Under the new Law, the Prime Minister would have had the following functions:7

(i) Be the leader of government business in the National Assembly;

(ii) Oversee the legislative agenda in the National Assembly on behalf of government;

(iii) Supervise the execution of the functions of ministries and government departments;

(iv) Chair cabinet committee meetings as assigned by the President;

(v) Assign any of the functions of the Office to the Deputy Prime Ministers; and

(vi) Perform any other duty assigned by the President or conferred by legislation.

However, the amendment process was cut short when the Supreme Court upheld the decisions of the lower courts, to the effect that:

“The Constitution Amendment Bill 2020 is unconstitutional for reasons inter alia that former President Uhuru Kenyatta initiated the amendments through his creation of the Presidential Taskforce on Building Bridges to Unity Advisory, and vocal endorsement of the legislation crafted based on their findings.8

While a total of 30 out of 47 County Assemblies voted to advance the BBI Bill to the referendum stage, the proposed referendums drove a deeper wedge in an already deeply polarized political climate. This led to widespread criticisms on various facets. We shall look at a few.

2.2.1 Ruto’s criticisms

President William Ruto was sharply critical of the Bill. He identified five key pieces of the proposal (particularly those that would expand the power and size of Kenya’s executive branch) as concerning. He asserted that the President appointing a political ally to a Constitutionally-empowered Prime Ministerial position would not solve the “winner- takes-all question,” pointing out that in Kenya’s current Parliament, every powerful office under the BBI system would be held by then incumbent Jubilee Party.9

2.2.2 Legal and political criticisms

This was a divided battlefield. There were those that agreed with the President’s arguments while a different faction seemed to be in agreement with the Bill and its recommendations. Jill Cotrell Ghai, a professor of Law, for example argued that such a coalition (of President and Prime Minister who is an ally) would agree on who among them is to be the Presidential candidate and running mate, and who would stand for Parliament and become Prime Minister, assuming their coalition wins both presidency and most parliamentary seats. In other words, anybody who is anybody in politics would be on the same side.10 He further opined that there are two obvious issues with this; the first is that it starts to look rather like a one-party state. The second is that the last three elections have seen heated competition between two rival coalitions of roughly equal size. It seems unlikely that the next three elections will see a much greater degree of political unity.11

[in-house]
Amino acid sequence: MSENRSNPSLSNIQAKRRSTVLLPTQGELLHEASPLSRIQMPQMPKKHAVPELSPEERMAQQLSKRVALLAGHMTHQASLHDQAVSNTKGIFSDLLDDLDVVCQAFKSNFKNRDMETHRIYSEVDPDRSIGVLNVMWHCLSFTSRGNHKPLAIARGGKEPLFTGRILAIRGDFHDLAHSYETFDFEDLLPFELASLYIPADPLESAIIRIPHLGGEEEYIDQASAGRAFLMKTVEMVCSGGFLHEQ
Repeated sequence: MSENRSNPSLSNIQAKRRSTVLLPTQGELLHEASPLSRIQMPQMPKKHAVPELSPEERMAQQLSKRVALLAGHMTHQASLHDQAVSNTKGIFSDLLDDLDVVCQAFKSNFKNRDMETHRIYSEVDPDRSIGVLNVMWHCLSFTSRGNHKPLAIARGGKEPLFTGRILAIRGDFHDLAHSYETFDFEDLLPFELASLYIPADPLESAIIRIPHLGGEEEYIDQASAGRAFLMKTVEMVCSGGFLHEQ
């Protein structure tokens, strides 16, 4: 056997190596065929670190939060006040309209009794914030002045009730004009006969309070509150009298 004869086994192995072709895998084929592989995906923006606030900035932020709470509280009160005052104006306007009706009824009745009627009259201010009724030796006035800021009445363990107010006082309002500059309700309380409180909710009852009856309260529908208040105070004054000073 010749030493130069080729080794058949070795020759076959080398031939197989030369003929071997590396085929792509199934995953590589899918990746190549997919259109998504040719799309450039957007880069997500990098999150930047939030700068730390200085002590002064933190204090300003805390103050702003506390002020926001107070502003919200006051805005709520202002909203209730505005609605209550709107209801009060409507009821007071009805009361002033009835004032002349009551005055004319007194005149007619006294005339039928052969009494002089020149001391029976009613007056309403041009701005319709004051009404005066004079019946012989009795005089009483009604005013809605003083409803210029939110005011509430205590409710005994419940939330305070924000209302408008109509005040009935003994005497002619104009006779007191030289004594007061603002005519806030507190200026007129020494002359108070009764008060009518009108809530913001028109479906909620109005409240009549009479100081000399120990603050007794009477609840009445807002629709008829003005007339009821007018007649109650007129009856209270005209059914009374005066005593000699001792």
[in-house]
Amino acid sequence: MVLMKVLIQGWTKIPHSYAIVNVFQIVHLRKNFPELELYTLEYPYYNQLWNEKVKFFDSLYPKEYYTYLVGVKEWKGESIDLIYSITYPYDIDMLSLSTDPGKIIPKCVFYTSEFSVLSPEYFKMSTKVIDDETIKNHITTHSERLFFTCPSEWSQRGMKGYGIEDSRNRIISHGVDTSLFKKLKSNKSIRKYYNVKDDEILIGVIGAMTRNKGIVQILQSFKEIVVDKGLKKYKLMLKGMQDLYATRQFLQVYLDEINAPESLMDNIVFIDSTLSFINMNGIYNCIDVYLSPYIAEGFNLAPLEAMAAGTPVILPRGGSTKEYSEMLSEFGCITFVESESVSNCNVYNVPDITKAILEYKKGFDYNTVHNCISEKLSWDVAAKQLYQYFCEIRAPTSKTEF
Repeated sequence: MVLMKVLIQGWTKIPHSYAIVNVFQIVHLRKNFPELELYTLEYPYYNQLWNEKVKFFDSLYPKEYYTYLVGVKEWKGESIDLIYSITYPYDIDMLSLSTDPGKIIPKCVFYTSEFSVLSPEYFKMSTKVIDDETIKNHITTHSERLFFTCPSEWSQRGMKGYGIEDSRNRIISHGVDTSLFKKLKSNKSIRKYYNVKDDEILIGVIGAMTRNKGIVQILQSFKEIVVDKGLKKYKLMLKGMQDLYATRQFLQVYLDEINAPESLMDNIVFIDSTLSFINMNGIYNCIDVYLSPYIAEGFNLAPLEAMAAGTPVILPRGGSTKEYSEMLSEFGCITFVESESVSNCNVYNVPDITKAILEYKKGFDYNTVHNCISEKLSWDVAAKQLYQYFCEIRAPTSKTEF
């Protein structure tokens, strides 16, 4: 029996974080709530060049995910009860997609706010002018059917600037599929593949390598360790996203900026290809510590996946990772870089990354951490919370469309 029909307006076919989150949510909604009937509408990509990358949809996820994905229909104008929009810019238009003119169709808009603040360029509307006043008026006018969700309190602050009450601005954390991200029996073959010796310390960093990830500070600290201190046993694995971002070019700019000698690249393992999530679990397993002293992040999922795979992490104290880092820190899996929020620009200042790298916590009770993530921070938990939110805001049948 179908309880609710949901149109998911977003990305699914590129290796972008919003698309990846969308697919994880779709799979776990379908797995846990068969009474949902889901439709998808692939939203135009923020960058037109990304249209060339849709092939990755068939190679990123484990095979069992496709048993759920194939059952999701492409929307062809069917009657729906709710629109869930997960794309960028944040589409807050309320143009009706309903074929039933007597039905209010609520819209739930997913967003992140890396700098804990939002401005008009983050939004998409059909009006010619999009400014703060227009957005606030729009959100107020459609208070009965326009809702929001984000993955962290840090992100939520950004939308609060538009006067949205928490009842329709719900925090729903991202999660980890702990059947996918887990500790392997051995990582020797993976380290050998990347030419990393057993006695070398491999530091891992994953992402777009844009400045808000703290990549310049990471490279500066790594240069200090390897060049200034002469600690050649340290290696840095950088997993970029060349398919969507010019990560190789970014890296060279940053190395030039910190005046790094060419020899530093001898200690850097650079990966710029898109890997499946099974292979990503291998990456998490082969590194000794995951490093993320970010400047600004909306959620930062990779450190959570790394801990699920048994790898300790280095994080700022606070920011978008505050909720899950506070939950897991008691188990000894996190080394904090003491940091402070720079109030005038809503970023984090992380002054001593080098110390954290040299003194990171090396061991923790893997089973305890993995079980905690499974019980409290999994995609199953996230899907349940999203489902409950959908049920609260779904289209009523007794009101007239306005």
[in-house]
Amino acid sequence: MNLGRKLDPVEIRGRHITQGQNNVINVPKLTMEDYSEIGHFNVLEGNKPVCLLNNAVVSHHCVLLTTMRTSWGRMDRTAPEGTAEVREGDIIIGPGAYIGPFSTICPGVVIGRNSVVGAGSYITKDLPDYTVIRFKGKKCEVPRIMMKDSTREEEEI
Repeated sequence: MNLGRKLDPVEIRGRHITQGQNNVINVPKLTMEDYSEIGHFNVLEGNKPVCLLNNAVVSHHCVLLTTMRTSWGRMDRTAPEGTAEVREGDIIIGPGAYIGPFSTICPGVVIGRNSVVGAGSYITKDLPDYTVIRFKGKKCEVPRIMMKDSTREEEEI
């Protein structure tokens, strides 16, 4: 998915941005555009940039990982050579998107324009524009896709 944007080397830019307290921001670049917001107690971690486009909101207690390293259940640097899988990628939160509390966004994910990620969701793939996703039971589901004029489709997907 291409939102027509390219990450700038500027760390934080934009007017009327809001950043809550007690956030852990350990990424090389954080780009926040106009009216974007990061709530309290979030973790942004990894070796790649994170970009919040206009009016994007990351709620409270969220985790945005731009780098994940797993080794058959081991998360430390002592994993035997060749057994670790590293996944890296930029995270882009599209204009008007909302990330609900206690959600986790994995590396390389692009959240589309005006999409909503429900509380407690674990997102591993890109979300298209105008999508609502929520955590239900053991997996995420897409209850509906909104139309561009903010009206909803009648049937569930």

On a different limb, Dr. Patrick Mbugua, an expert on Peace & Conflict Studies agrees with Professor Ghai’s criticisms about too much concentrated executive power: He remarked that the proposal to appoint ANY of the MPs from the majority party or coalition of parties to be prime minister and any other persons as deputy prime ministers is a recipe for factional fighting because it undermines the authority of political parties to choose their own representatives.12 Additionally, he argued that the proposed structure will perpetuate the current patron-client system and codify the president’s ability to entrench patrimonial and clientelist rule13 and that it indeed echoes the late Mobutu Sese Seko’s strategy in Zaire of co-opting would-be opponents, letting them feed at the state trough, rotating them in and out of office, and encouraging them to become wealthy through corruption to neutralize them. But as the collapse of Mobutu’s Zaire shows, such a strategy does not foster durable peace.14

This position as have been argued by Ben Sihanya argues is crucial for power sharing, inclusion, economic efficiency, accountability and effective constitutional democracy in Kenya and Africa,15 and this cannot be gainsaid. We laud the BBI Initiative for unsuccessfully trying to legally entrench the position within the constitution.

3.0 Position of the Prime Cabinet Secretary post-2022 elections
Following his win in the recently concluded 2022 presidential elections, President, William Ruto, while putting his house in order and appointing various individuals in different positions reintroduced the position of Prime Cabinet Secretary, thereby appointing Musalia Mudavadi to occupy the said position.